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Google Plus? Or Minus?

Google+ (G+) is Google’s entry into the social media space. It has enjoyed a remarkable growth rate, achieving 25 million users within a few months of its launch. This session was entirely prepared and presented using G+; one speaker even attended and participated remotely. Nevertheless, G+ is not the answer to all your social needs; if you have a large network of friends on Facebook, you probably don’t want to move to G+ and start your network over again.

Google+ Panel: (L-R) J. Shore, Julie Strange, Joel Shields

J. Shore, MEDLINE Systems Librarian, said that if you have a GMail account, you have a G+ account (look at the upper left of the black bar). G+ is a social media site incorporated into the family of Google products. Companies can have a G+ page. G+ operates with circles, which are organized into two groups: those in your circles and those that have you in theirs. Everybody can see who you are following as a default. You can put people into various circles and control your audience.

Julie Strange reviewed what you can do with G+. However, she noted that if you have an active community on Facebook, you may want to stay with it. Don’t use technology just for itself. G+ is just another tool to push things to your community. Content + Community = Libraries.

Circles let you tailor what streams you look at and control what you are pushing out. You can tailor content to a specific audience (circles can be based on almost anything: geo location, parents of school age kids, members of a team, specific interest, book discussions, attendance at a certain program or event, etc.). Here are some library applications:

You can create circles for internal teams or people you are interested in bringing in to the library. Once you have created a circle, you can share it with others (curated groups in a community).  They are a way of connecting people more easily.

Think outside the circle. You can create an account for a character in a book, or a theme to facilitate discussions around it. You can use G+ solely for your private network, as a travel journal, or as your blogging platform. It is fast, easy, formattable, and shareable.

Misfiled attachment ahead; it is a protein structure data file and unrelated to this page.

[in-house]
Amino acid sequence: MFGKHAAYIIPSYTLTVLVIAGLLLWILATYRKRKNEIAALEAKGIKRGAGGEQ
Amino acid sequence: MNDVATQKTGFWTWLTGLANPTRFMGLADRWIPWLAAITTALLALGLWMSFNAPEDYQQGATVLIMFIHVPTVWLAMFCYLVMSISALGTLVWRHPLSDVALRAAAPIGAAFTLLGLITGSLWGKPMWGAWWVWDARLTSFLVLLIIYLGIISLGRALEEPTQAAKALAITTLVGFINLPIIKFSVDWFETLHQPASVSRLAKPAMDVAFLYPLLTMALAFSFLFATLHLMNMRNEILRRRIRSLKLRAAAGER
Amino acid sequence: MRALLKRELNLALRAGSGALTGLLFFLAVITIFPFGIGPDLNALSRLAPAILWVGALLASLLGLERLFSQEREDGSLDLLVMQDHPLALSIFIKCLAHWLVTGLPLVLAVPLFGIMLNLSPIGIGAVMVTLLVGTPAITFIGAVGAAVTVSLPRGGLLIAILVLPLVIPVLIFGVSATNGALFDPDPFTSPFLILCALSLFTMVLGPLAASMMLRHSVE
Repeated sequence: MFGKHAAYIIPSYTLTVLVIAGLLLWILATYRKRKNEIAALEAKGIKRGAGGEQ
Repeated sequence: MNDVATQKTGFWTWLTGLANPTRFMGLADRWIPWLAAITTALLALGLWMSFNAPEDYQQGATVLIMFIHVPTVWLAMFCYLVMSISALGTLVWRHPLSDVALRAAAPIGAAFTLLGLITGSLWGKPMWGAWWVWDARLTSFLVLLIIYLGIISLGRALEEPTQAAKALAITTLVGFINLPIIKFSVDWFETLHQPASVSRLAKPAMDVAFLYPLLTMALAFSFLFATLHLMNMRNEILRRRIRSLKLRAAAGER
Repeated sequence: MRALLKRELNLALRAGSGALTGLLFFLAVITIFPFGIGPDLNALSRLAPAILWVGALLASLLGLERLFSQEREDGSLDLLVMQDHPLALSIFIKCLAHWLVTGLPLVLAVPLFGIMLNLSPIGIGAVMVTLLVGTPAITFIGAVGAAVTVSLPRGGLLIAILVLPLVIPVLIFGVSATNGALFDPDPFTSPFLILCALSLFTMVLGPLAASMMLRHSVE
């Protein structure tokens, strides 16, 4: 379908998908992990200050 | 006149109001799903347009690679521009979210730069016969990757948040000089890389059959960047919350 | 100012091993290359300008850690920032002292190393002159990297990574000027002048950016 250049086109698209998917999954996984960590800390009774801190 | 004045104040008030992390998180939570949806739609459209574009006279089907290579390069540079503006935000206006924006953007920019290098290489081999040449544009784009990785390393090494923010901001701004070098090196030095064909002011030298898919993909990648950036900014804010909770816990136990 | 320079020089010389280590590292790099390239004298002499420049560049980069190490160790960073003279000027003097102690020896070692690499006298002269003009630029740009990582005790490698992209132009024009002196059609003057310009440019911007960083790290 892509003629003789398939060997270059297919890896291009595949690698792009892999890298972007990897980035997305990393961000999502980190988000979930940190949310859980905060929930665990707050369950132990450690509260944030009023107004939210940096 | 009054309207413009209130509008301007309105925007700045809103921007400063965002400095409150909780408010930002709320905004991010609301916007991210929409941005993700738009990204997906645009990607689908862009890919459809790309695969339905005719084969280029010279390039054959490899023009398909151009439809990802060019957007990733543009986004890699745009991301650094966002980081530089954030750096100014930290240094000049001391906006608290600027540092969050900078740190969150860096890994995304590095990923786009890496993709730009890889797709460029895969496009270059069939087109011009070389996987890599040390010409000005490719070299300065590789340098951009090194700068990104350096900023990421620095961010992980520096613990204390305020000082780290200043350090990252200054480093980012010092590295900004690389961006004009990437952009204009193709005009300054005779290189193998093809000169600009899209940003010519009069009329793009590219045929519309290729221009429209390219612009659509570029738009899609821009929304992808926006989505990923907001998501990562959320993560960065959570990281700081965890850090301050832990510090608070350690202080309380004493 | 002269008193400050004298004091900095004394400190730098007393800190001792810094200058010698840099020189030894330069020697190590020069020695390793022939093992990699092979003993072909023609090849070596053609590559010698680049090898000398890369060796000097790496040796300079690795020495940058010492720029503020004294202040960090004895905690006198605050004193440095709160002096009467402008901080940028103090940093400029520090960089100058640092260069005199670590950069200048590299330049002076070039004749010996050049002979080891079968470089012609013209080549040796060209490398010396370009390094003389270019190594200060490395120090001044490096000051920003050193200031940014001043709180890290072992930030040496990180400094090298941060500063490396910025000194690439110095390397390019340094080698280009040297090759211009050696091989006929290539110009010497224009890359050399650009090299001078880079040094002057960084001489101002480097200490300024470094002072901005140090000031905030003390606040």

Let your community recommend you. Find people or resources you trust. You can recommend individual pieces of your brand. By disabling comments on a circle, recommendations can be used to conduct polls.  Or if you have a  private group, you can disable sharing of entire posts.

Patricia Anderson, who participated in the session virtually, said that hangouts, a unique feature of G+, are a bold new feature that cannot be ignored. They are a killer app. Hangouts are a video conferencing system with up to 10 simultaneous participants. One can share windows, videos, Google Docs, or screens. Hangouts are Very powerful for team meetings and work planning sessions. They are different than Skype because people can join or leave them at will, which leads to a constantly changing and serendipitous environment.

Hangouts can be used for telecommuting types of work. Job interviews are being done using them because they are richer than a phone interview but lots cheaper than bringing people in physically. Another application is outreach to homebound people. People are teaching courses on cooking, running help desks, troubleshooting, scavenger hunts, science fairs, etc., etc.

Joel Shelds wound up the session and addressed a common concern:  privacy. Google’s new privacy policy states that they will share information from any of their services to any other one.  Big Brother is watching you, and it’s Google!

Search results on Google will now show hits from G+. Don’t think of G+as a social network; it is actually a community network. G+ is now tagging information from Android phones and updates it on your G+ account.

On G+, there are no APIs; everything is being generated by humans.  Nothing is private on the Internet!  But don’t take this personally; Google does not care about you.  They only care about the information you are putting out, your search patterns, your travel patterns, etc. and how it can be used to increase their revenues.  Unfortunately, the only way you can be completely private is to unplug your computer!  Google has issued a “transparency report” that describes some of the ways they are making the flow of information through their system transparent.

 

 

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